Barbara Blackwell

Criminal Justice and Criminology BA

I’ve learnt how to be more confident when I’m doing a presentation and the essay deadlines mean you also have to learn time-management skills.

What attracted you to studying at Kent?

I always wanted to study something related to crime looked at quite a few different options but when I came to a Kent Open Day, I just fell in love with the course. I liked the fact that, especially in your second and third years at Kent, you have the chance to delve into the areas that you enjoy the most.

How did you find the move into university studies?

I found that I got the hang of it quite quickly. The lecturers explained the difference between A level and degree work and the materials were nicely written, which helped to bridge the gap.

How are your studies going?

At degree level, you do a lot more research on your own. I like that because it gives me the chance to bring in other areas that I’m interested in. To be honest, it often feels like you’re not doing any work, because you’re enjoying what you’re doing. 

You also get the chance to link the most practical elements to the theory. The course has so many different aspects to it; areas I didn’t even know existed. For instance, in one module, I was able to look at how the media presents crime today.

How would you describe the other students at Kent?

In the first year everyone is settling in. It’s really good because the group work gives you the chance to get to know the other students really well. In the seminars, everyone values what you say, even if they don't completely agree. I have a good group of friends now and we meet up in the evenings and revise together.

Which parts of your course do you enjoy the most?

That’s a tough question - I love it all! I think if I had to choose one module, it would be Crime and Punishment, 1750 – 1900. I’ve always been obsessed by history and we looked at the punishments such as prisons, deportation and the death penalty,. There was a time when the body was punished or the person was shamed in public. It helps you to see how society has changed.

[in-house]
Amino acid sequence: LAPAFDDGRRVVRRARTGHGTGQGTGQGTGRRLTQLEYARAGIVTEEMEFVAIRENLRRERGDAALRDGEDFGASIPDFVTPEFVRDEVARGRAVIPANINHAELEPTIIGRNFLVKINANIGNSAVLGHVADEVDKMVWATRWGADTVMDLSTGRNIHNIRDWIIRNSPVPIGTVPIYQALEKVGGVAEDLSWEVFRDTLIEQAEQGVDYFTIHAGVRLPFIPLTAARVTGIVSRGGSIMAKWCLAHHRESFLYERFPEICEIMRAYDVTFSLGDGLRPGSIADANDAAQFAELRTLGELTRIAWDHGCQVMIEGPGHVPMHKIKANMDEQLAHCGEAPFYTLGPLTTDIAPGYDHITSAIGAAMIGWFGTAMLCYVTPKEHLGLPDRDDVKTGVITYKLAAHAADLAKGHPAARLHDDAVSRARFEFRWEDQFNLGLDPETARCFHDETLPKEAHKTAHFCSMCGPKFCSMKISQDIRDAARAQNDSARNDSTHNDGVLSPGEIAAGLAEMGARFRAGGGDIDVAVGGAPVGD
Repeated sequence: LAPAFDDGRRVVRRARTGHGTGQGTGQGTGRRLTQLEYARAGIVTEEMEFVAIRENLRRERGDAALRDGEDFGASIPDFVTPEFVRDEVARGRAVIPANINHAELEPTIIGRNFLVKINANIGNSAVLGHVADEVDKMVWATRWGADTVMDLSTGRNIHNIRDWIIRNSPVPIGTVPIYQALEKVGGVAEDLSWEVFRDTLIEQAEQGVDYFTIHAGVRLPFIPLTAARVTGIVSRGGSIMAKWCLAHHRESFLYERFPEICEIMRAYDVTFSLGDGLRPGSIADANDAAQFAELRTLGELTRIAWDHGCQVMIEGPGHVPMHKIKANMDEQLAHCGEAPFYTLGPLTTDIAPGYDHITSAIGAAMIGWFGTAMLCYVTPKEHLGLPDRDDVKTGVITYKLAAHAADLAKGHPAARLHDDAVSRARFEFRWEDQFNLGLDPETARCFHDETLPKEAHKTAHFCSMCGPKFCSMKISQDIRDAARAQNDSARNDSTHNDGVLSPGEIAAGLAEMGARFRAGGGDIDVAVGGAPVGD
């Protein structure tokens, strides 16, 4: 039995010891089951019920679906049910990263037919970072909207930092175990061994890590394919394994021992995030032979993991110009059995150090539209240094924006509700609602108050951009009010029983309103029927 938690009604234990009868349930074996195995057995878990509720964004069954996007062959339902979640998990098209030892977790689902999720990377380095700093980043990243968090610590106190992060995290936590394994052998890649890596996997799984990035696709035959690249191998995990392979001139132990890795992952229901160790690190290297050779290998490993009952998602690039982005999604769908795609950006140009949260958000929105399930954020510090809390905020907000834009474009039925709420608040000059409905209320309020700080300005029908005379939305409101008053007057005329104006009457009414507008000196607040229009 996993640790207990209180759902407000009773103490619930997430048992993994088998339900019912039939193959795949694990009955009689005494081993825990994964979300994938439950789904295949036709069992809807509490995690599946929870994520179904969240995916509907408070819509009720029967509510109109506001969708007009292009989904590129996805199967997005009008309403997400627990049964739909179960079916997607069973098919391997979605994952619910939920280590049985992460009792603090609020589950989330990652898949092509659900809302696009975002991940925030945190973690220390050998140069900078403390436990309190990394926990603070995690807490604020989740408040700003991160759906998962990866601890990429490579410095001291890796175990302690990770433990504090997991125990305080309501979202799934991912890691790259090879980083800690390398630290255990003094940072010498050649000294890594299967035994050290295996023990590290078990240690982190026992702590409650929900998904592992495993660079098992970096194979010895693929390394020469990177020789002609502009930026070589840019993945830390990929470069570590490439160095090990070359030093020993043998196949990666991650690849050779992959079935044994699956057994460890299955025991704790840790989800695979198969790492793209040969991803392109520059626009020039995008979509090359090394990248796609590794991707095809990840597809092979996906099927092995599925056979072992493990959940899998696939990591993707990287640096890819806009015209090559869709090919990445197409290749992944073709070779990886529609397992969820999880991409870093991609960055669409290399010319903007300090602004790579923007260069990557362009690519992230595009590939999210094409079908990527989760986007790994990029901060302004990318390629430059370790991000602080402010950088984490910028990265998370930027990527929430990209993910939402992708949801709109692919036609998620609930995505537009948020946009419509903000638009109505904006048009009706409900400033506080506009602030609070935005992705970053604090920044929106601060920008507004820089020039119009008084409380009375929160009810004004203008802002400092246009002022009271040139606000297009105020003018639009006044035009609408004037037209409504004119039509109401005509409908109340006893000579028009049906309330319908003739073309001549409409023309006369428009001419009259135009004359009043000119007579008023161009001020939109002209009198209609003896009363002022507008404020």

What kind of general skills are you developing?

This course has changed the way I think. You open up to new ideas. So when I watch the news, I think about the situation differently now. The presentations and essays help you to develop communication skills. Employers want people who can understand what they’re doing and explain it in a very clear way. I’ve learnt how to be more confident when I’m doing a presentation and the essay deadlines mean you also have to learn time-management skills.

How would you describe the facilities on campus?

The campus is rich in history. Many of our buildings date back to when they were used by the Navy – there’s a beam inside the Drill Hall Library that was damaged by a bomb! But, apart from that, the interior is very modern and the library facilities are brilliant. If a book that you want that isn’t there, they will get it in for you. The social facilities are good too. The Student Hub brings in DJs and has good music. It’s a nice open space.

What about practical experience?

I’m doing the Criminal Justice Practice module where you have to go out into the field and volunteer for at least 100 hours. I’m volunteering for Kent Police, working within the Neighbourhood Watch office. I keep track of local crimes and alert communities of crimes in their area.

Any career plans?

The good thing about this course is that you can go into all kinds of areas. The police gave me training for my volunteer post so I’m hoping to get a job with them. If not, criminal psychology has always sounded interesting to me and I’m also tempted by the idea of doing research and becoming a lecturer.

Any advice for students thinking of coming to Kent?

At university you experience a lot of things for the first time; it’s so much fun. So stay open minded and enjoy it